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Sino-EU trade talks aim to defuse solar tensions

By Fu Jing in Brussels and Lyu Chang in Beijing | China Daily | Updated: 2013-06-19 07:42

A British researcher says China is the most frequently harmed country by foreign protectionism

Beijing and Brussels are racing to avert an escalation of trade disputes originating from the European Commission's anti-dumping penalty on China's solar panel exports.

Shen Danyang, spokesman for the Ministry of Commerce, said the two sides have "tentatively agreed" to hold an annual meeting of the joint economic and trade commission this Friday in Beijing.

He said the meeting, to be co-chaired by Minister of Commerce Gao Hucheng and EU Trade Commissioner Karel De Gucht, will review the development of bilateral economic and trade relations during the past year, including the dispute over solar panels and other business issues.

"We believe that the two sides will value this opportunity, look at the big picture of bilateral cooperation and reach an agreement that both sides can accept through consultations," Shen told reporters on Tuesday.

Sources in Brussels said the two sides are comparing notes to "fix dates" for more high-level dialogue that could get bilateral relations back on track.

EU Trade Spokesman John Clancy confirmed that confidential technical-level discussions began with a team of Chinese experts in Brussels at the start of the week, a bid to find a negotiated settlement.

It is expected that De Gucht and Gao will discuss this issue on the sidelines of the joint commission. He said both sides have agreed on the commission's agenda.

"It is important to underline that the EU's ambition remains to find an amicable solution as soon as possible, but I should also stress that discussions have only just begun and therefore we are still at a very early stage in the negotiation process," said Clancy.

The Friday meeting was scheduled although Chinese negotiators returned to Brussels for closed-door negotiations this week, trying to find a price compromise for China's solar exports, which the European Commission has characterized as dumping in the European market.

"During De Gucht's visit, I think both sides will consult on solutions to the solar panel dispute as well," said the source, who declined to be identified.

The source said Brussels may also discuss with Beijing on when to kick off a long-discussed bilateral investment agreement.

De Gucht's visit to Beijing may help find common ground for European leaders at the EU summit next week in Brussels regarding trade relations with China.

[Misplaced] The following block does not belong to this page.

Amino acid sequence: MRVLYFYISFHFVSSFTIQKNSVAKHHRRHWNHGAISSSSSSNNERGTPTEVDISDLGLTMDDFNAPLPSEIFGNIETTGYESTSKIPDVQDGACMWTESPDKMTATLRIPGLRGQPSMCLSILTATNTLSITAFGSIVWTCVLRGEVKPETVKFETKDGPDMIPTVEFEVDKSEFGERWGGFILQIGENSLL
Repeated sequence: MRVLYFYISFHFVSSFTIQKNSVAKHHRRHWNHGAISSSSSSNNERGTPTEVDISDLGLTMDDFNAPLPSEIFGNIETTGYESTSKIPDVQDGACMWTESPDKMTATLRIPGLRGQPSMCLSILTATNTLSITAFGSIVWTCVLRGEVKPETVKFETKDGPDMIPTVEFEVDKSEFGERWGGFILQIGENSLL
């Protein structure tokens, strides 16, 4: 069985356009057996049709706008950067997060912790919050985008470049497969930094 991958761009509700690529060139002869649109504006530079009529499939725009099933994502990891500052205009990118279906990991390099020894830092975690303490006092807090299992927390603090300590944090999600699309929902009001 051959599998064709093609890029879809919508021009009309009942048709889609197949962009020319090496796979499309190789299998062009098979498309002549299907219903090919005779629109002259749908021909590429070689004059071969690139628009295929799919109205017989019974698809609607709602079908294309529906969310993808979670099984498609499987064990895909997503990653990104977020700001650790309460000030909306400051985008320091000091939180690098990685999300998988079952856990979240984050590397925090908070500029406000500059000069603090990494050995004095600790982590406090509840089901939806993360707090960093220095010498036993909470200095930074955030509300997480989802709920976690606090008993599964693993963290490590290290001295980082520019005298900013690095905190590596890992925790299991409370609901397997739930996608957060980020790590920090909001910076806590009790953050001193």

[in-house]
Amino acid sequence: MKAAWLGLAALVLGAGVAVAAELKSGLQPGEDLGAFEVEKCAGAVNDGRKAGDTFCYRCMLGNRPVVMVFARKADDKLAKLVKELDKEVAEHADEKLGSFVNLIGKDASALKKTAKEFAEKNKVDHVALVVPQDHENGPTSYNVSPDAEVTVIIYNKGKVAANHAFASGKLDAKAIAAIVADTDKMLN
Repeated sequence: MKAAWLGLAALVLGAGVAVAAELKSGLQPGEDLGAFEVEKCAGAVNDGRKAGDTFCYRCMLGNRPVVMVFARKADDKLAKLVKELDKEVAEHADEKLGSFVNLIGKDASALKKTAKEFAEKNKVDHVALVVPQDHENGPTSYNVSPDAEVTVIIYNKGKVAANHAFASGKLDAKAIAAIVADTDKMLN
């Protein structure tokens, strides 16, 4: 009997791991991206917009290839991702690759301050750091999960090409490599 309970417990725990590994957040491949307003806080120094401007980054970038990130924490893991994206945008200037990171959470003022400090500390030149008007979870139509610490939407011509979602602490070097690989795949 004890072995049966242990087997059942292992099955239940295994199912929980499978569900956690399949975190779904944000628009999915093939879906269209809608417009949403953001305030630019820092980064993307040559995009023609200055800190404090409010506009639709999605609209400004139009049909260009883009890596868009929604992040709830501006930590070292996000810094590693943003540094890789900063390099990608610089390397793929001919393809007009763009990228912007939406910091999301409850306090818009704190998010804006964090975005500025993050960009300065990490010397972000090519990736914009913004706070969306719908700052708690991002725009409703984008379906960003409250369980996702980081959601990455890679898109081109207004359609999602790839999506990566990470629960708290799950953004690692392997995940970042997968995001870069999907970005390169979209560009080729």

Separately, the source revealed that State Councilor Yang Jiechi is expected to hold high-level political dialogue with his European counterpart, Catherine Ashton, in Brussels either in the latter half of July or in September.

"Both sides are still fixing dates and these meetings will pave the way for the Sino-EU summit in November and be helpful in solving the solar panel dispute," said the source, who is from the Chinese side.

Beijing has repeatedly urged Brussels to refrain from using protectionist measures and trade defense instruments, which could lead to a no-win situation.

Simon Evenett, director of the London-based Center for Economic Policy Research, indicated in a recent report that protectionism has returned, especially since the final quarter of 2012.

Based on his research, China has become the most frequently harmed country and its commercial interests have been hit by foreign protectionism just under 1,000 times since November 2008. The EU has become a frequent user of trade defense measures, the research found.

If things continue to go in the current direction, Christopher Lewis, senior Fellow of the Schiller Institute in Germany, said the economic relationship between China and the EU will become very difficult.

Saying the solar panel dispute is one of the most significant since the disputes over footwear and textiles, where European factories have generally lost their competitive edge, Duncan Freeman of the Brussels Institute of Contemporary China Studies insists that these disputes are not fundamental to the flows of trade, which are determined by economic conditions and other factors in the EU and China.

"Broadly speaking, the prospects for growth in the EU are weak, and this will continue to have a negative impact on Chinese exports," Freeman said. "And there is little prospect that this will change in the near term."

Freeman said China's economic growth is also slowing and this will limit EU exports to China.

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